The ‘Chief Justice of India’ (CJI) is an individual judge and not the powerful collective of five senior-most judges of the Supreme Court called the ‘Collegium’, the Supreme Court held
And it is this exclusive authority of this individual judge, who is the “spokesperson of the court”, to allocate cases to fellow judges as the ‘Master of Roster’, a Bench of Justices A.K. Sikri and Ashok Bhushan declared in their separate but concurring opinions.
The judgment is based on a petition filed by former Union Law Minister Shanti Bhushan to have a collegium of Supreme Court judges collectively allocate cases rather than leave the entire power in the hands of the CJI in his administrative capacity as the ‘Master of Roster’.
With this verdict, this is the third time in eight months the Supreme Court has declared its Chief Justice as the ‘Master of Roster’.
Justice Sikri highlighted the moral responsibility the CJI owes to his colleagues and the public at large while flexing his powers as ‘Master of Roster’ to allocate cases.
Chief Justice of India Dipak Misra and some of his predecessors were criticised by four of his senior-most judges led by Justice Chelameswar for allocating cases of national importance to select judges.
Both Justices Sikri and Bhushan concurred that neither Article 145 (rules of court) nor the Supreme Court Rules say the ‘Chief Justice of India’ as the Collegium.
Unlike having the Collegium decide the appointment and transfer of judges, a collective deciding which cases should go to which Bench would affect the day-to-day functioning of the court.
SC highlighted that the CJI owes a moral responsibility to his colleagues and the public at large while flexing his powers as ‘Master of Roster’ to allocate cases. “Absolute discretion” cannot be confined to just one man, the CJI.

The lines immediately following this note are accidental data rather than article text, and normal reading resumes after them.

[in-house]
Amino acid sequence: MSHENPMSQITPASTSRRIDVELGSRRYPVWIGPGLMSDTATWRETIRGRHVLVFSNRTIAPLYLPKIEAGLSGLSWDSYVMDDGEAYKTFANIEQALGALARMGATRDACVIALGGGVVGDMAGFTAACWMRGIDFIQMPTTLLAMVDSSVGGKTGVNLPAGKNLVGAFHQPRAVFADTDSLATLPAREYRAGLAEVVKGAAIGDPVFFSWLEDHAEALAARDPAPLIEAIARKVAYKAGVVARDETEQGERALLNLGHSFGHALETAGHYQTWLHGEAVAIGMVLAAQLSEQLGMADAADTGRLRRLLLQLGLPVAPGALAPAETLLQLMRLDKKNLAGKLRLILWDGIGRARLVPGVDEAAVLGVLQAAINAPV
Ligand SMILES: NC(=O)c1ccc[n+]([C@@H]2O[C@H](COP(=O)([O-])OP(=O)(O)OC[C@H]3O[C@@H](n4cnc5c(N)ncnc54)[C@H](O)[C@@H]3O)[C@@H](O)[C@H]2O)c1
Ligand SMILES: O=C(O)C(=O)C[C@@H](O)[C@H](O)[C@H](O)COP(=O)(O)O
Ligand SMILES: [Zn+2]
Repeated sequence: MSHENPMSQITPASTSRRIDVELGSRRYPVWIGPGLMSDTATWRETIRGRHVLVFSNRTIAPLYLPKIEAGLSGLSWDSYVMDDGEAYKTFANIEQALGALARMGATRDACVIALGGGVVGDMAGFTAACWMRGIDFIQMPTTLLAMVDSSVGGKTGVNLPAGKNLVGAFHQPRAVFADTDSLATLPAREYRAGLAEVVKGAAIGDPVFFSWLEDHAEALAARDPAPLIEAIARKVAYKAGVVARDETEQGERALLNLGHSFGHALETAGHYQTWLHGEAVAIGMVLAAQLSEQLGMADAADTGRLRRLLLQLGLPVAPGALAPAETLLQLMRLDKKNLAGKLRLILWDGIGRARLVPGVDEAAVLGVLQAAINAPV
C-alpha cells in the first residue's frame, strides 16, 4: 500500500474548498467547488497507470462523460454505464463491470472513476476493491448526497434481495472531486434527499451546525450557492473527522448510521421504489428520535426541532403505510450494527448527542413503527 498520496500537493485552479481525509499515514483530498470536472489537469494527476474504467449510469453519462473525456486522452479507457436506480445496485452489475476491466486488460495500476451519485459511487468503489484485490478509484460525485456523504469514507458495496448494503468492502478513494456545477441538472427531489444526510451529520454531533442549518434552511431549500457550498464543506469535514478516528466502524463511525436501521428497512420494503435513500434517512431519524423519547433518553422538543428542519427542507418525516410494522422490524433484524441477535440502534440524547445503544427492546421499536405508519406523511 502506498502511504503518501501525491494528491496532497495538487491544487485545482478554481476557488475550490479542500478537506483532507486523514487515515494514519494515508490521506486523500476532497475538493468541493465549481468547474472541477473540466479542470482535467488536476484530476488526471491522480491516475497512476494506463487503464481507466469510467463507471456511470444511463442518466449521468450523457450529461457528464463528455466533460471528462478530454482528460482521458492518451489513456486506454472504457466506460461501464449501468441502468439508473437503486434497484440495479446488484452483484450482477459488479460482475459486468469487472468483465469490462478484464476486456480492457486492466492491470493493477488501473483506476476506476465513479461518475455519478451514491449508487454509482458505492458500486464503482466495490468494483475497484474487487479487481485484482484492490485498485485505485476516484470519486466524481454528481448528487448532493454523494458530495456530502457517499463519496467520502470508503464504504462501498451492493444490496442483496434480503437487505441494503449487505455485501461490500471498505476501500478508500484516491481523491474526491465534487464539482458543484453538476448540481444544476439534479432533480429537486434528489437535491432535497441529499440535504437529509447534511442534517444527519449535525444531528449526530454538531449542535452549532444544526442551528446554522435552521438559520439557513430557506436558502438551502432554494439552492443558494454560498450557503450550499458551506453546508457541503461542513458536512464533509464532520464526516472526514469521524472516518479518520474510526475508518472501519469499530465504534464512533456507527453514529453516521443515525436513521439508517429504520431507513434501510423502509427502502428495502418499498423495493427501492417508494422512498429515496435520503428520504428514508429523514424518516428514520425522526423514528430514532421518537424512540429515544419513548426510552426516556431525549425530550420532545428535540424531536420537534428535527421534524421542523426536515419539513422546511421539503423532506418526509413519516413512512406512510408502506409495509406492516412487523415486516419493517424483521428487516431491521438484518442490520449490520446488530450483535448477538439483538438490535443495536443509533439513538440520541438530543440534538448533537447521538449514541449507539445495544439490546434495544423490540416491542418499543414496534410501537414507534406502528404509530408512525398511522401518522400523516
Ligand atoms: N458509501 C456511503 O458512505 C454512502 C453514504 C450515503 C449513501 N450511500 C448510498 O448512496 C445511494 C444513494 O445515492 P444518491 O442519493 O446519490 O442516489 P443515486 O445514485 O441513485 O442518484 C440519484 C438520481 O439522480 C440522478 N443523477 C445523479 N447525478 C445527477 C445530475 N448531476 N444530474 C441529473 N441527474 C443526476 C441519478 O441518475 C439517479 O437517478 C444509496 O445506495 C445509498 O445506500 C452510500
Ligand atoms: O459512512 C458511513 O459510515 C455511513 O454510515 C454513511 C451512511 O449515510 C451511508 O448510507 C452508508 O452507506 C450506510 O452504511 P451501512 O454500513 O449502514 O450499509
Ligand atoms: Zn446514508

The court listed some of the qualities a CJI should possess as the Master of Roster, including balance, fortitude, moral courage, and independence of mind. Also, as the court’s spokesperson, it is the CJI’s duty to usher in and administer reform as a continuous process.
What does ‘master of the roster’ mean?
‘Master of the Roster’ refers to the privilege of the Chief Justice to constitute Benches to hear cases.
This privilege was emphasized in November last year, when a Constitution Bench, led by the Chief Justice of India Dipak Misra, declared that “the Chief Justice is the master of the roster and he alone has the prerogative to constitute the Benches of the Court and allocate cases to the Benches so constituted.”
It further said that “no Judge can take up the matter on this own unless allocated by the Chief Justice of India, as he is the master of the roster.”
The immediate trigger for this was a direction by a two-judge Bench that a petition regarding a medical college corruption case, involving an alleged conspiracy to bribe Supreme Court judges, be heard by a Bench fo the five senior-most judges of the Supreme Court.
Undoubtedly, the chief justices enjoy a special status and they alone can assign work to a judge sitting alone and to the judges sitting in division bench or full bench. They have the jurisdiction to decide which case will be heard by which bench. If judges were free to choose their jurisdiction or any choice was given to them to do whatever case they may like to hear and decide, the machinery would collapse and the judicial work of the court would cease by the generation of internal strife on account of hankering for a particular jurisdiction or a particular case